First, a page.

P.S.: If you have a special memory of Ram Dass or his work, and would like to share it, please email me at

Of course, there would have been no Seva without Ram Dass. Seva was born out of an impossible brew and Ram Dass was a key ingredient. Our organization was formed by some of the WHO doctors who eradicated smallpox, the Hog Farm commune that gamely rode funny-painted buses from Glastonbury, England, to Kathmandu, joined up with the followers of Neem Karoli Baba who had gathered in his ashram in the Himalayan foothills, and ultimately combined forces with the irrepressible Dr. V and the Aravind Eye Hospital family.

Ram Dass was the thread that wove all these disparate gems together in a necklace that was Seva. He was the frequent partner-in-crime to guru-clown Wavy Gravy and a spiritual fellow traveler to Dr. V. He was the combatant-in-chief and mutual foil to Dr. Nicole Grasset, the French-Swiss epidemiologist who headed the smallpox program in India.

To Girija and me, he was family. He was the Ram Dass we heard at the Unitarian Church in San Francisco in 1970 who led us to meet our teacher, Neem Karoli Baba. At Maharaj-ji's ashram, Ram Dass, or RD as we called him, was an older brother, light-bearer, moral compass and godfather to our children.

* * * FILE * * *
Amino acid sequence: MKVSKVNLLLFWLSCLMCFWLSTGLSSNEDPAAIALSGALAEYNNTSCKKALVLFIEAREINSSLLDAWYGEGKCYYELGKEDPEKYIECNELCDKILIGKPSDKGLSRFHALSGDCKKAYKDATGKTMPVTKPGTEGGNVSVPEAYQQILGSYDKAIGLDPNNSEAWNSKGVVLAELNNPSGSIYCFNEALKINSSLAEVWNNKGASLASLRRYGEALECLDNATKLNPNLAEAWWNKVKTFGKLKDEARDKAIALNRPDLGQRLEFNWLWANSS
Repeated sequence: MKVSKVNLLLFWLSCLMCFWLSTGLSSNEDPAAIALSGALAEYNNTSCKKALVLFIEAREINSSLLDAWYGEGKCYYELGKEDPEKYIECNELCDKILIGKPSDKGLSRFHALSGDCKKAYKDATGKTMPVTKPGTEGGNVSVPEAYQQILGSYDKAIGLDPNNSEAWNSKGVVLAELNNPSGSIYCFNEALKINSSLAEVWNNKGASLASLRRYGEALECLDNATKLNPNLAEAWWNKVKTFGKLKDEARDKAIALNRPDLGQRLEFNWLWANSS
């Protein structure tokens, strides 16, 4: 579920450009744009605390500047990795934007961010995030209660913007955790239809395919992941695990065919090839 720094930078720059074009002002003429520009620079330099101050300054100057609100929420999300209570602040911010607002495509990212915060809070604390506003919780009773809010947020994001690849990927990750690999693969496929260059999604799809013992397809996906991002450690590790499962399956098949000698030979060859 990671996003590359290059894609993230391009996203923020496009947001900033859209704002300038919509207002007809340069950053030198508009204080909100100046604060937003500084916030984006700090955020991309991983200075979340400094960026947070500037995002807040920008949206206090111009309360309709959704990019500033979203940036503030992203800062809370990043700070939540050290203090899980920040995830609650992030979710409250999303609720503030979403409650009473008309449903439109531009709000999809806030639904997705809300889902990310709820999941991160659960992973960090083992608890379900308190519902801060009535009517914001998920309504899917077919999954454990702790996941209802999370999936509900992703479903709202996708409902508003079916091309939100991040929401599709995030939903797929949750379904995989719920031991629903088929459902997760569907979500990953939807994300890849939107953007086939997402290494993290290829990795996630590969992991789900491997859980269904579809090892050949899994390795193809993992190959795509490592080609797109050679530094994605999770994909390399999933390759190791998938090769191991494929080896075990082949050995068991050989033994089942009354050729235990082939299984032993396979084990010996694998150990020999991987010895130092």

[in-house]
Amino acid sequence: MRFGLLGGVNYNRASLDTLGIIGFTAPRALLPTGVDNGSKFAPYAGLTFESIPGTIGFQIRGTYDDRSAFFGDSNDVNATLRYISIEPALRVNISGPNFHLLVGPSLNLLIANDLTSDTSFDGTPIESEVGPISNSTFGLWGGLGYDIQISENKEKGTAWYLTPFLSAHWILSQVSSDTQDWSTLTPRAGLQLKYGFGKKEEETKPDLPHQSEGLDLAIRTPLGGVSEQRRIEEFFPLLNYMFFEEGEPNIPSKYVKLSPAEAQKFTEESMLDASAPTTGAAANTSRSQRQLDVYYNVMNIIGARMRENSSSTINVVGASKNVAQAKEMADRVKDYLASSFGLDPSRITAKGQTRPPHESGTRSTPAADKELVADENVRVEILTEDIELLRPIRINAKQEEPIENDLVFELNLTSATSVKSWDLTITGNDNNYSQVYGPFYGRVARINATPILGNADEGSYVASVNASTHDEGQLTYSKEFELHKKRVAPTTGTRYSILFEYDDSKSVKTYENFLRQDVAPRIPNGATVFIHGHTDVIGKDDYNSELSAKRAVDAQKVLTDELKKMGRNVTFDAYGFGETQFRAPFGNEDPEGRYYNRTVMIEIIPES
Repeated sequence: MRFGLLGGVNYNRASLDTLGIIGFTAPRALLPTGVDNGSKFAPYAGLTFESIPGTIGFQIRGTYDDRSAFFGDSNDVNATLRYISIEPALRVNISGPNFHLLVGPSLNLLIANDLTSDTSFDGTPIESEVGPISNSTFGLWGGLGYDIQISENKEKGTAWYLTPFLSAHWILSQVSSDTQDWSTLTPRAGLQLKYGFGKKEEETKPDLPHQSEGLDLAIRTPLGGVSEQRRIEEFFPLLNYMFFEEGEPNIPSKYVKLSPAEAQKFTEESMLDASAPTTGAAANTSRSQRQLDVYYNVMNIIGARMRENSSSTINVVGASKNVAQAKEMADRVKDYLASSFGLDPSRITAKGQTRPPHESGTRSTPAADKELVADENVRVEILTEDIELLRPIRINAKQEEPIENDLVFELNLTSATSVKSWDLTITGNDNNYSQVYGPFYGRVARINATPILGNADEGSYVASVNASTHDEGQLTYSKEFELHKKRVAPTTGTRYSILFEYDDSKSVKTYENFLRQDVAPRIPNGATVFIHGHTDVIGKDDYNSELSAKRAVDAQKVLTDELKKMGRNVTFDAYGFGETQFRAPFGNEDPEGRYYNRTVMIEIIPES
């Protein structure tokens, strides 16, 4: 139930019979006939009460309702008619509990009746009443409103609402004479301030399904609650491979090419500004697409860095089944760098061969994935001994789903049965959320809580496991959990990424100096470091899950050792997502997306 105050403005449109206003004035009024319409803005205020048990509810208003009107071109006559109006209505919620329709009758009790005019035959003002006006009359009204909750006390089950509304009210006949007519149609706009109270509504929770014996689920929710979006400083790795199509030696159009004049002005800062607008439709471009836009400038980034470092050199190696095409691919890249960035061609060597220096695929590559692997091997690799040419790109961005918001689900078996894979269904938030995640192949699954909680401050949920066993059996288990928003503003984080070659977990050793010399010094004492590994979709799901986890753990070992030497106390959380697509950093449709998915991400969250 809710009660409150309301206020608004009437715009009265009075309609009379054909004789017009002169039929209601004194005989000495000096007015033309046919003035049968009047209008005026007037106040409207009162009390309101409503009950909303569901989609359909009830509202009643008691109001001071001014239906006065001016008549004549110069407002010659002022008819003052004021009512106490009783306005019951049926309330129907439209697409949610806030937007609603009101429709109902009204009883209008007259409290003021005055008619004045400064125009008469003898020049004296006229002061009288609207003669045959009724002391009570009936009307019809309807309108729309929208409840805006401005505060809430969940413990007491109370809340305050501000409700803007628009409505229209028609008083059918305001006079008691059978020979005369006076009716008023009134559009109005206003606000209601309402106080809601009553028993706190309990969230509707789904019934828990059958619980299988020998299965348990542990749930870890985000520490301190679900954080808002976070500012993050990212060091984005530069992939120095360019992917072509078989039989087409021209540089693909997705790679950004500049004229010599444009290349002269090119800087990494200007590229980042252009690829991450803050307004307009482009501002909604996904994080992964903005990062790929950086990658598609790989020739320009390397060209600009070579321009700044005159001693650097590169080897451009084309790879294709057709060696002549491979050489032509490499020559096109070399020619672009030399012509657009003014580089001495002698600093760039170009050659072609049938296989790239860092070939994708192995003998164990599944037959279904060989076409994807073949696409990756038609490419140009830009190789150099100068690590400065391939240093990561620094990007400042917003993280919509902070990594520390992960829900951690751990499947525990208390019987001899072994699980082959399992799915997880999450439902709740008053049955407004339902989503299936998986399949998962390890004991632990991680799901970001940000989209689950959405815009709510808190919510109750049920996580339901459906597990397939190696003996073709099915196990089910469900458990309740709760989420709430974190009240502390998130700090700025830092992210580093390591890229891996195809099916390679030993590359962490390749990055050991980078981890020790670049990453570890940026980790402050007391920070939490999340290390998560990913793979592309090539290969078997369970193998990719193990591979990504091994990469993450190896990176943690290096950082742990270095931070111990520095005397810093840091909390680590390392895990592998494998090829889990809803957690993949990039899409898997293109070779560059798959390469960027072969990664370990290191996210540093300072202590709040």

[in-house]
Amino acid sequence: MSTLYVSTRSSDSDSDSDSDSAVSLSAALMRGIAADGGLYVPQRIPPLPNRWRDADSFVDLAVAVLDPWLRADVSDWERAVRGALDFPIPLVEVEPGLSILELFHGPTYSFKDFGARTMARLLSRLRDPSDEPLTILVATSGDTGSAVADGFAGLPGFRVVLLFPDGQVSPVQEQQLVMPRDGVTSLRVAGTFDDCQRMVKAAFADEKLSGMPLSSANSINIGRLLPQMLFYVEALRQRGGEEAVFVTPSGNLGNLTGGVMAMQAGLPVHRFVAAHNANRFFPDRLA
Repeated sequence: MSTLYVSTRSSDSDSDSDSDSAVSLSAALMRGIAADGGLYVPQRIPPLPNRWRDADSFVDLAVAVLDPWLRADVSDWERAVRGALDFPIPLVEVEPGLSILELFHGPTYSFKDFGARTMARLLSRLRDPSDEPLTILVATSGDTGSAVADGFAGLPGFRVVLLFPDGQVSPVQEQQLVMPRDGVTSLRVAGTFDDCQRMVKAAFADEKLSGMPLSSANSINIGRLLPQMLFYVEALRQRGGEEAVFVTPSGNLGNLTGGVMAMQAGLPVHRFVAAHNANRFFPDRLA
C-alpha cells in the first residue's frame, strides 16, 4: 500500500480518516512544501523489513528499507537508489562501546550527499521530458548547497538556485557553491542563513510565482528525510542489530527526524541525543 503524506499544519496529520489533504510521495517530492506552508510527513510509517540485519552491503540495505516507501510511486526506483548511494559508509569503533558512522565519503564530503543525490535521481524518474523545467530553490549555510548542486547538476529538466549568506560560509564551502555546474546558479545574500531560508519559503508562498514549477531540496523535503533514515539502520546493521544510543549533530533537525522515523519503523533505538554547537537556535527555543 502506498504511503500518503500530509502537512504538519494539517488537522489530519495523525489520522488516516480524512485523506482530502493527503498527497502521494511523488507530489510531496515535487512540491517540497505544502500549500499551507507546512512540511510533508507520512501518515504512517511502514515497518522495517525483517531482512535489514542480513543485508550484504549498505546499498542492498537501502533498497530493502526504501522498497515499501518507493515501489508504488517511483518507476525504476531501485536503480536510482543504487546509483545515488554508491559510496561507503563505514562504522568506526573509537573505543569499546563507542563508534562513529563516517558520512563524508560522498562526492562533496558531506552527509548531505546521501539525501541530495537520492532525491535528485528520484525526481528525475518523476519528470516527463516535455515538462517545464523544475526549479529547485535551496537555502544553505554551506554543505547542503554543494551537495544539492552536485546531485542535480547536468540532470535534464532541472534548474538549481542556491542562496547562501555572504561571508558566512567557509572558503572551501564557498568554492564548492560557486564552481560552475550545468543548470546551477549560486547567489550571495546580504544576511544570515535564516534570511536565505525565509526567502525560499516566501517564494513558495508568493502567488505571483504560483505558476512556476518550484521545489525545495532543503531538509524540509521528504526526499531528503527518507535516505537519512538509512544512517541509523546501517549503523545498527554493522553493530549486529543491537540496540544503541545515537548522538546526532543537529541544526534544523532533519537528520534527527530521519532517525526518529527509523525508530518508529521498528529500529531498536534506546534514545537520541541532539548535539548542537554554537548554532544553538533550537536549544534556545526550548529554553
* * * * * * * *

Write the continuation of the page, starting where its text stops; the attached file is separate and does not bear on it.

To Seva, he was co-founder, architect, spiritual Northstar and servant, teacher, friend and super-fundraiser. Whenever Seva's bank account was near zero, Ram Dass would offer to go on a 20 or 40 city lecture tour, keeping none of the ticket proceeds for himself. All of it went to giving back sight, donating all the proceeds to Seva.

Of course, Ram Dass was much more. He was our spiritual uncle. He was an inspiration – reminding us to slow down and treat each other with the same love and compassion we wished for our projects and the blind we served. As we worked alongside him, he sprinkled his canny subtle spiritual magic on us all. RD taught us to not only "be here now" and embrace life, but also to not fear death, but see it as the capstone of a life of service.

In memory of that sweet soul Baba Ram Dass, let us pledge to fill our endeavors with compassion, love and hope. That is our tribute to our beloved brother and friend, who was born Richard Alpert and enlightened us all on his life-long journey to become Ram Dass, servant of God.

Drs. Girija and Larry Brilliant
Seva co-founders

1 comment: